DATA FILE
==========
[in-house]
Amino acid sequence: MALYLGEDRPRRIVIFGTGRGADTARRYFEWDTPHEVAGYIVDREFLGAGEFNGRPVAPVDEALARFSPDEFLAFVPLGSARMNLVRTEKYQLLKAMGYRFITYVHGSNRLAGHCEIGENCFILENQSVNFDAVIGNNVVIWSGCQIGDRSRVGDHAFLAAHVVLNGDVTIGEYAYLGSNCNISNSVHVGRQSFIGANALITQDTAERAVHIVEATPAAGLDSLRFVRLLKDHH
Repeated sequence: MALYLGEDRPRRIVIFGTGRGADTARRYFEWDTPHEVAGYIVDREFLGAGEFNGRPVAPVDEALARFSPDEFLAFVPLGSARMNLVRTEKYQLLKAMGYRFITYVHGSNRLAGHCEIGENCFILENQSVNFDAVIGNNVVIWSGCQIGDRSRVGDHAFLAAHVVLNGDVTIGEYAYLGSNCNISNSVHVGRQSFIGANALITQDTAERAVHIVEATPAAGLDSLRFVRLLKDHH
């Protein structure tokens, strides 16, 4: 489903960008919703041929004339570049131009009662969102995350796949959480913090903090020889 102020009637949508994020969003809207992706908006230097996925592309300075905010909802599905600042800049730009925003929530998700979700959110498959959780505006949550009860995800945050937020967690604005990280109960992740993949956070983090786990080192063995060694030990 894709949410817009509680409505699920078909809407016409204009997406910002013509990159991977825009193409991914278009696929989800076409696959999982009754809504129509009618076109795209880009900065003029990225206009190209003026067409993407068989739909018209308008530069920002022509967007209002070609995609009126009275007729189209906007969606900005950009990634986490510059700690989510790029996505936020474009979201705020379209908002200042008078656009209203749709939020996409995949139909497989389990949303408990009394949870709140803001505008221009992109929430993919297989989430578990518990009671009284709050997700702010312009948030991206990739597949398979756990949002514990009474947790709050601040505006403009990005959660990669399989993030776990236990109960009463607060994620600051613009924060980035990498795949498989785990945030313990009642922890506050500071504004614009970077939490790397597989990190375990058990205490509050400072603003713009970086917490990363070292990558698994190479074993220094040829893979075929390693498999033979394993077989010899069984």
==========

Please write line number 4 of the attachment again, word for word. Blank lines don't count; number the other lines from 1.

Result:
């Protein structure tokens, strides 16, 4: 489903960008919703041929004339570049131009009662969102995350796949959480913090903090020889 102020009637949508994020969003809207992706908006230097996925592309300075905010909802599905600042800049730009925003929530998700979700959110498959959780505006949550009860995800945050937020967690604005990280109960992740993949956070983090786990080192063995060694030990 894709949410817009509680409505699920078909809407016409204009997406910002013509990159991977825009193409991914278009696929989800076409696959999982009754809504129509009618076109795209880009900065003029990225206009190209003026067409993407068989739909018209308008530069920002022509967007209002070609995609009126009275007729189209906007969606900005950009990634986490510059700690989510790029996505936020474009979201705020379209908002200042008078656009209203749709939020996409995949139909497989389990949303408990009394949870709140803001505008221009992109929430993919297989989430578990518990009671009284709050997700702010312009948030991206990739597949398979756990949002514990009474947790709050601040505006403009990005959660990669399989993030776990236990109960009463607060994620600051613009924060980035990498795949498989785990945030313990009642922890506050500071504004614009970077939490790397597989990190375990058990205490509050400072603003713009970086917490990363070292990558698994190479074993220094040829893979075929390693498999033979394993077989010899069984």